Hungary's economy is pretty dire right now and it's not an easy place to get a start. The Czech Republic, Slovakia, Poland, and points east are do-able.

The usual route into the region is to come over on a 90-day tourist visa in the peak hiring season (first of September) and to interview in person. There are lots of teachers around, so reputable schools don't really need to take chances on someone sight-unseen. Once you land a job, the employer will generally assist with getting relevant visas. There are also services that assist expats with visa processes and housing, etc.

There are obviously start-up costs involved, and salaries are relatively low. You can expect to earn enough to live on modestly, and to enjoy the city and region you are living in, but not enough to save up much or to pay off any debts back home. Better jobs exist, but generally require local connections and reputation, so most people take a few years to work their ways in.

The upside is that if you come over in the correct season, pick a city, and pay some dues going to local schools, you will probably find something reasonable.

A CELTA is the basic entry-level qualification for this region. Most entry-level work is with adults, but there is a growing market for teachers of children (though many of those gigs require specialized qualifications). It's rare to be primarily based in a school; most work involves travelling to the offices of your students for lessons in the workplace.
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nomad soul



Joined: 31 Jan 2010
Posts: 11249
Location: The real world

PostPosted: Sun Jun 10, 2018 7:21 pm    Post subject: Reply with quote

Lins53 wrote:
I don't have a lot of savings, and I would want to have a comfortable living wherever I teach.
....
I would very much like to teach in Mexico, but that too seems out of reach in terms of making a decent living.
....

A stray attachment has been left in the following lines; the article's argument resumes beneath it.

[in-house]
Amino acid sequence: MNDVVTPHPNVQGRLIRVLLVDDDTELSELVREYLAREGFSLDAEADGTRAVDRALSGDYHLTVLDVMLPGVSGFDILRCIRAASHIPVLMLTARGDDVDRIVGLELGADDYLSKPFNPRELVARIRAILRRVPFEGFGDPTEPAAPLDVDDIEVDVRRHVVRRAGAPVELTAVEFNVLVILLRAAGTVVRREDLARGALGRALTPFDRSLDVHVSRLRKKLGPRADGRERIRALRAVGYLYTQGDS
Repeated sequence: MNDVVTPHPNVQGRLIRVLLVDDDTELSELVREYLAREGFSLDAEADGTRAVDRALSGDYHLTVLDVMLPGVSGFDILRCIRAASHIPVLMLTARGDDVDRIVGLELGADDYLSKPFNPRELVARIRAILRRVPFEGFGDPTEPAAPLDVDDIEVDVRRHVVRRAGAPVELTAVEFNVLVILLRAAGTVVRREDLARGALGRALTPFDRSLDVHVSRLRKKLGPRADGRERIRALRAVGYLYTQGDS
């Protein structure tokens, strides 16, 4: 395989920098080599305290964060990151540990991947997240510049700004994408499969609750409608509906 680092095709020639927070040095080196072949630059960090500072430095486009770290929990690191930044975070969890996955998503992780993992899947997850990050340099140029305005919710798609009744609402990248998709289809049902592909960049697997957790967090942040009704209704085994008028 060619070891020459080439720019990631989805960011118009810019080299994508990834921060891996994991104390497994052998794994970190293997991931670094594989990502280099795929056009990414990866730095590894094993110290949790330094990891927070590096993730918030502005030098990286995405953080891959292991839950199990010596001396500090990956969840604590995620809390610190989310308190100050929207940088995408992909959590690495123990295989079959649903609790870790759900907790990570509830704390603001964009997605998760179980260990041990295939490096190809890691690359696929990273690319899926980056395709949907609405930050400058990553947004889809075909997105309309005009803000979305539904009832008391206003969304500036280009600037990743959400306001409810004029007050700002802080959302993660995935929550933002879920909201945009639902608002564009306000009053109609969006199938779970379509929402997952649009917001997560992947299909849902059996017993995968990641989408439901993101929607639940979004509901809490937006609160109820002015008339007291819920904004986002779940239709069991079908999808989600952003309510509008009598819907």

I am very interested in Mexico too as I speak a little Spanish and I have traveled there a few times.

Mexico is a good bet since you're already somewhat familiar with the country and people -- the culture shock should be minimal. Plus, it's just south of the border, which shouldn't be a major hit to your limited budget.

BTW, wherever you go, keep in mind you can always supplement your income teaching online as long as you have a reliable, strong Internet connection.
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Lins53



Joined: 17 May 2018
Posts: 5
Location: Brooklyn NY

PostPosted: Sun Jun 10, 2018 7:31 pm    Post subject: Teaching abroad - advice Reply with quote

Thanks for your replies. What is the easiest way to get teaching jobs in Mexico? I have read it's best to just go there and apply in person. Is this true?
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nomad soul



Joined: 31 Jan 2010
Posts: 11249
Location: The real world

PostPosted: Wed Jun 13, 2018 10:15 pm    Post subject: Reply with quote

Lins53 wrote:
What is the easiest way to get teaching jobs in Mexico? I have read it's best to just go there and apply in person. Is this true?

I suspect that's the case -- that entry-level jobs are mostly secured in country.

You might not get a response on this forum. Head to the Mexico discussion board for info from those working there.